Shower With a Friend, to Save Money, Of Course
Have you been wondering about the impact your morning shower everyday is having on your pocketbook, let alone the environmental and water conservation causes? Of course you have, because you’re on top of stuff like that. That is why you are here.
The average shower busts out 2 gallons of water per minute. The average 10 minute shower will dump 20 gallons of otherwise drinkable water down your drain (with a brief stop-off on your head). That’s intense. And I’m not even going to get into the energy it takes to get that water delivered to you at the precious right temperature (of course you are saving money with an energy efficient hot water tank).
If you’re having trouble visualizing what this means – 20 gallons of drinking water could keep the average male thoroughly quenched for over 20 days in the case or a water shortage. The water used up in that same simple 10 minute shower could keep the average woman hydrated significantly longer. This is, of course, comfortably hydrated. 20 gallons of water could keep an individual alive a month and a half. Think about it. Water needed for a 10 minute shower = water needed to stay alive over a month.
Given the world’s exploding population, particularly in urban areas, and the Earth’s limited resources, your simple daily cleansing routine suddenly merits further consideration. Of course, while you are saving money on your water bill, you can scream at the top of your lungs, “I am saving the planet!”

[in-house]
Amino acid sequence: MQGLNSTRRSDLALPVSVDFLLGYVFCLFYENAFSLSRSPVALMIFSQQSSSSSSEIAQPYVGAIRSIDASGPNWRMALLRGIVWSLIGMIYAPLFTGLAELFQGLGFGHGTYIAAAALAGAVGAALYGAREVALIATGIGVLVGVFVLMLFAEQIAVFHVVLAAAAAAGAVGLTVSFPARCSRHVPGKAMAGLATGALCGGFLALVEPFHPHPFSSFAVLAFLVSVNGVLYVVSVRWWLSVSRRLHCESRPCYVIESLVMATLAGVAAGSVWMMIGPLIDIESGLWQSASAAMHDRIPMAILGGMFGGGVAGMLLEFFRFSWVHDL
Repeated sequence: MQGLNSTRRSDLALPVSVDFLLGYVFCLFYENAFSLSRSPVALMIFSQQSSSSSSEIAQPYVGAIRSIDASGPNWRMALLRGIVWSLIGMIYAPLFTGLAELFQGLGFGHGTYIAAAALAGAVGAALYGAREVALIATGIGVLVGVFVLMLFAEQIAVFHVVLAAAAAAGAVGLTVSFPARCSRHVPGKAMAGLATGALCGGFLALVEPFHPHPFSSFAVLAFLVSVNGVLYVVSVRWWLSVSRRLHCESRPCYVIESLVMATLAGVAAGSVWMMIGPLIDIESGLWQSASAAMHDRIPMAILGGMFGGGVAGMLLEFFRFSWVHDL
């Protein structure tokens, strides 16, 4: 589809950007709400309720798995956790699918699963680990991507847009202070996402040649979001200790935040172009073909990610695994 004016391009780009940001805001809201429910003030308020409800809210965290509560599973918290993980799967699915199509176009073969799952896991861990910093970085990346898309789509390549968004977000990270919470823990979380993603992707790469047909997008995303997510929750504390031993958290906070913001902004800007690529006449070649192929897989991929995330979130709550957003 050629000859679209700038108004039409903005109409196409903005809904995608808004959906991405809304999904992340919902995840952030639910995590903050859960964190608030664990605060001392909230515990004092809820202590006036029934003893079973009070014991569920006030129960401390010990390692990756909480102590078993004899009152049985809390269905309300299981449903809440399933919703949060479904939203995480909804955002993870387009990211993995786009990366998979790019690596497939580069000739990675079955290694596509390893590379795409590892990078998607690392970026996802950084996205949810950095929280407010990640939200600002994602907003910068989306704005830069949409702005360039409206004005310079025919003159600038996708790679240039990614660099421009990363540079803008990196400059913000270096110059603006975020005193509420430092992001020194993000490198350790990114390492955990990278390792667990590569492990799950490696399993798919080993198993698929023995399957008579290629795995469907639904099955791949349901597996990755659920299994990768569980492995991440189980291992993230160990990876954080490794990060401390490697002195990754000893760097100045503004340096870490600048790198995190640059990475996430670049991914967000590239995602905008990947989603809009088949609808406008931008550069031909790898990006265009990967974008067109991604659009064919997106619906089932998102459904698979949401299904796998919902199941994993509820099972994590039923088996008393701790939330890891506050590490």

Now, we’re not about to suggest that you stop showering, because that would be weird, but, there are a few baby steps you can take to minimize your personal impact on what could turn into a water crisis in the next decade (or not, depending on how we collectively play our cards). Here are a few suggestions:
Shower with a Friend
Ah, I wasn’t just teasing you with the title.
Taking a shower? Invite someone special to share it with you. You can double up on your metaphoric water-miles 2-for-1 style and add a little spice to your morning routine (weekly, if you are trying to save the big bucks). You may add a few minutes to the one shower, but it’ll still save the water you would have used in the second.
You can also reduce the amount of soap you use by, you know. . . you know.
Get your back cleaner, too, by having a partner make sure every inch is thoroughly washed.
Showering Cost Saving Bonus Tip – Use a Green Shower Head
So, you like long showers (or when you shower with a friend, the shower actually takes longer, not shorter) but you want to save money and save water. What is a dirty bird to do?
Use a green shower head. No, okay… not that literal.
I’m talking something with on/off flow control or a shower head that reduces the number of gallons that blast through it every minute. So that number I gave you earlier (2 gallons of water per minute in the shower) – not fixed when you use a better, environmentally-more-than-just-friends device. Some shower heads even bring the gallons per minute as low as 0.5. The cost of a water savings shower head will be recovered by the water you save.
I know, I know. Saving the environment is tough stuff… Saving money even harder.
Just don’t go all “Psycho” on your shower mate.
Wash Your Face in the Sink
Another way to reduce your shower time is to wash your face in the sink. So, grab a wash cloth, a towel and your face soap and scrub-a-dub…dink, in the……….sink.